What’s the future going to look like? It’s a question we, as a human species, have been asking ourselves for ages. Even though the past can be intriguing from time to time and the present can certainly be challenging, it’s what lies ahead of us that’s a real brain-wrecker. Most of us can’t predict the future, and even those who pretend they can have difficulty proving so. Will we be in contact with aliens? Will we drive around in flying cars? Will we be able to teleport ourselves to the other side of the world? No one knows.
And even if you’re not going into questions of that kind, there are more day-to-day issues which can be troubling as well. With the Earth warming at a fast pace and the climate changing visibly, more and more people are worrying about the very future of our existence. Will we have enough water? Will there be enough food to feed the growing population? Will our children and grandchildren still be able to take a hike in the mountains or to swim in the ocean? Will our houses flood more and more often? Truly, it’s a troubling time to be alive.
However, there’s good to be found in the future as well. And we don’t even have to look towards other planets to find something to be excited about. Estonian start-up ELMO has just presented a project in Paris that could very well change an important part of our lives. In short, what they’re offering is essentially a remote-controlled car, which would be able to roam the streets just like any other already out there. However, if you’re thinking about driverless cars, you’re mistaken – there is still a person at the wheel in ELMO’s vision of the future. But he or she can be thousands of miles away.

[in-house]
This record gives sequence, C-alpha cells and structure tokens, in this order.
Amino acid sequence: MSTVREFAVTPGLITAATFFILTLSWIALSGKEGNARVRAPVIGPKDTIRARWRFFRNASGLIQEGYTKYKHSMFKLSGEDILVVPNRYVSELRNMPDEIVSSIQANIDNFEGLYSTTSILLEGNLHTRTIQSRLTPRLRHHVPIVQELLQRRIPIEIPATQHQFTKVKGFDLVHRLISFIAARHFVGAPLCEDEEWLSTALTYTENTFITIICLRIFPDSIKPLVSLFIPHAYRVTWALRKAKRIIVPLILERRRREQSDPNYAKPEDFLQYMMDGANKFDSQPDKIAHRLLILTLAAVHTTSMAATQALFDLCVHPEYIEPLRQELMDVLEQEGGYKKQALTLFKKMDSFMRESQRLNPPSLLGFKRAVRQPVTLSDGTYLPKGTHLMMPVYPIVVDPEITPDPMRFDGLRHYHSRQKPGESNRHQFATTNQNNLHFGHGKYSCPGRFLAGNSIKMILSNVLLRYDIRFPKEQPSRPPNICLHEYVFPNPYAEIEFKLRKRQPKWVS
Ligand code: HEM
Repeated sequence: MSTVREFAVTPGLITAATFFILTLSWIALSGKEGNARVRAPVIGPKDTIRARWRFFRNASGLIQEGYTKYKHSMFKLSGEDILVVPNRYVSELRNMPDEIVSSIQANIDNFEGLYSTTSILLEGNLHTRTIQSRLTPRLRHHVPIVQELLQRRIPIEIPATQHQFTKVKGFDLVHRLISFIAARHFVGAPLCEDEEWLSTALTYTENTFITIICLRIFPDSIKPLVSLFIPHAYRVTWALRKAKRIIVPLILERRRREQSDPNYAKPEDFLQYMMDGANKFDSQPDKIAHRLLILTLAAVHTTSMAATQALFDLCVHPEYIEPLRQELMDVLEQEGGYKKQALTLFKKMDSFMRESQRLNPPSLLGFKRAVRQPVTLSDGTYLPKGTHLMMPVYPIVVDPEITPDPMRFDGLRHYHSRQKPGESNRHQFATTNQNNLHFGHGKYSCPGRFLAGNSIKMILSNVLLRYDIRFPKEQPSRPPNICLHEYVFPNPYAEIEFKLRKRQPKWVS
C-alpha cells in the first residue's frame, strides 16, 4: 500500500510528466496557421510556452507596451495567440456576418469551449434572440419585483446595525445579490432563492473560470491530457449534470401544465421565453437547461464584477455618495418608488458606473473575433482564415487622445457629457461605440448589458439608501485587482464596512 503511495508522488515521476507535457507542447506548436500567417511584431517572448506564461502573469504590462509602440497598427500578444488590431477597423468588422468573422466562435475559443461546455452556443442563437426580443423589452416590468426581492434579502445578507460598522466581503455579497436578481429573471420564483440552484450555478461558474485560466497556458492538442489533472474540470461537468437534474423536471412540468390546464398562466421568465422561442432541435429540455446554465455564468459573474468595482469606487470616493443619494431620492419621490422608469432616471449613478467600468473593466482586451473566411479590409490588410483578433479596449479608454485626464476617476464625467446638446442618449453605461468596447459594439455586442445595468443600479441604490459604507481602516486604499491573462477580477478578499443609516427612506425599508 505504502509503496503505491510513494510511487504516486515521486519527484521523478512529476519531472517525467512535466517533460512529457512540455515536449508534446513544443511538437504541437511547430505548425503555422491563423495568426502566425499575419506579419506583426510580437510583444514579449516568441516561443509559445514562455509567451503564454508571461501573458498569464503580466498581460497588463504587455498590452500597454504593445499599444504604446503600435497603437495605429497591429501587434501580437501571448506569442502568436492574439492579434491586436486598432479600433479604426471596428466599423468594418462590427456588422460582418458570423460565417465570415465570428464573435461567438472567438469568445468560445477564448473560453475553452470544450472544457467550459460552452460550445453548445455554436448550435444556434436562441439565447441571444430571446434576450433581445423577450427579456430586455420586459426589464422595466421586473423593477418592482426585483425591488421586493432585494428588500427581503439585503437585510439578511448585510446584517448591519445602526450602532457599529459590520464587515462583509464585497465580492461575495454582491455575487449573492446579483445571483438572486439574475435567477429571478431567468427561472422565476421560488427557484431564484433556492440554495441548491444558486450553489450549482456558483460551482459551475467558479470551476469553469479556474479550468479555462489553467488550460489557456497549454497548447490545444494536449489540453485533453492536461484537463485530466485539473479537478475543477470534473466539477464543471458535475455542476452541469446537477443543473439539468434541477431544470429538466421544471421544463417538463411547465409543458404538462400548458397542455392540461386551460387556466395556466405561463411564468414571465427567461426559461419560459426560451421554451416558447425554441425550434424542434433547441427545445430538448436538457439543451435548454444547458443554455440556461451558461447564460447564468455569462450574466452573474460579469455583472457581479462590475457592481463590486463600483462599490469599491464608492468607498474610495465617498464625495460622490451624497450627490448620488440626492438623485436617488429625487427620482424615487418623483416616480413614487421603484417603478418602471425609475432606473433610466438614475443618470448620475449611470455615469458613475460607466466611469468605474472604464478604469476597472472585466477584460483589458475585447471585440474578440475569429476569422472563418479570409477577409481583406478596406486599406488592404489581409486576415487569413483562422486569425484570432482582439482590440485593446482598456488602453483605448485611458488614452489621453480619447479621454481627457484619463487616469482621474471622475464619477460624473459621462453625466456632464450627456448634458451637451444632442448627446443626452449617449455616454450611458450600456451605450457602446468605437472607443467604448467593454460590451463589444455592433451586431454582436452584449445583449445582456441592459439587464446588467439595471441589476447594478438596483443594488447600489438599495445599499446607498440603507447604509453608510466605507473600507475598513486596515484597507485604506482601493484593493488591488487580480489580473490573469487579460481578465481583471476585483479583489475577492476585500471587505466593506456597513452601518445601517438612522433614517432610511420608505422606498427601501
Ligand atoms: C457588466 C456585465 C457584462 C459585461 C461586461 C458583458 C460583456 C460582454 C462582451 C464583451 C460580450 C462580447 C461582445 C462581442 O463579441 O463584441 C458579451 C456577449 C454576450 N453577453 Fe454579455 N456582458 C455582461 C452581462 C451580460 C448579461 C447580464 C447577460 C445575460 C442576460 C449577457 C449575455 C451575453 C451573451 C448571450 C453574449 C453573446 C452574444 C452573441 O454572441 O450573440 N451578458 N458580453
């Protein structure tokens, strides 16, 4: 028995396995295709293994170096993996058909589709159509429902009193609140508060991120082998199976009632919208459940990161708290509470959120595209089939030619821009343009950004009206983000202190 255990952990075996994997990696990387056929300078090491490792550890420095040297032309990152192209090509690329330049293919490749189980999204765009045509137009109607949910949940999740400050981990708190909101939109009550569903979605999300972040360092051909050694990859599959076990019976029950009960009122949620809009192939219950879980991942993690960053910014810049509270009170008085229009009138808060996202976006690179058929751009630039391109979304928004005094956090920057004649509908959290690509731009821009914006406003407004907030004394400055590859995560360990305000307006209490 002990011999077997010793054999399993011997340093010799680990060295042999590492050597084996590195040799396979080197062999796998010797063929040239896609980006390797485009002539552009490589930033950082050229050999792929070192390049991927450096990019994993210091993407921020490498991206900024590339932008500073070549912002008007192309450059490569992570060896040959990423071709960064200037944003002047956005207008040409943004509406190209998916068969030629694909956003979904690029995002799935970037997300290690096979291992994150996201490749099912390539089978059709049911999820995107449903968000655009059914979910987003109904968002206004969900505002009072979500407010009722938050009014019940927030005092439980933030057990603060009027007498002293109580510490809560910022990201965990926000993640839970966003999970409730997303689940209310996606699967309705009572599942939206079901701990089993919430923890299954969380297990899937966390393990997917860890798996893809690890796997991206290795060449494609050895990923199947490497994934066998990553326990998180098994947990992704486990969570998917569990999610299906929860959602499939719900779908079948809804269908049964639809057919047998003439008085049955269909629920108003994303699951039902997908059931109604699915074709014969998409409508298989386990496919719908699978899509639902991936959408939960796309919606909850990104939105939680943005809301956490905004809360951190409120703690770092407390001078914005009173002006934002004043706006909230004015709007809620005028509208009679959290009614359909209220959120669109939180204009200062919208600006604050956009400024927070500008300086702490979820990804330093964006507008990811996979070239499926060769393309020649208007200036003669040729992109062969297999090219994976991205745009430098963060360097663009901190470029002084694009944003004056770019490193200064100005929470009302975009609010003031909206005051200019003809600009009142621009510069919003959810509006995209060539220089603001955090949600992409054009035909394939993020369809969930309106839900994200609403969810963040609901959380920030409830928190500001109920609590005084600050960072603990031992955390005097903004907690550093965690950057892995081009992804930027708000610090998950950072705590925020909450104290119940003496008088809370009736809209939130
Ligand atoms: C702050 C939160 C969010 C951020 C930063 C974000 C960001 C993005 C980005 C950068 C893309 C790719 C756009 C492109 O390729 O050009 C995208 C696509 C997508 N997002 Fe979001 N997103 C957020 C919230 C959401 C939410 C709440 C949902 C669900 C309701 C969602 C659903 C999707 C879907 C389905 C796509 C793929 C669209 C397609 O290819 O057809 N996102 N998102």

To put it concretely, ELMO’s remote-controlled car would be a great solution for people who – for any reason – aren’t able to control a vehicle. Whether it’s because they’ve just broken their foot or because they’re permanently disabled, ELMO’s invention would make sure they could still navigate. Thanks to 4G-technology, the actual driver of the car could be thousands of miles away, in a setting that perfectly mimics reality. They would have all the controls you’d usually find in a car, plus cameras on all sides covering even the usually dead angles.
To attract some attention towards the project, ELMO has been test-driving the cars in the Parisian streets. They estimate the remote-controlled vehicles would be able to tour the Estonian streets in about three to five years time.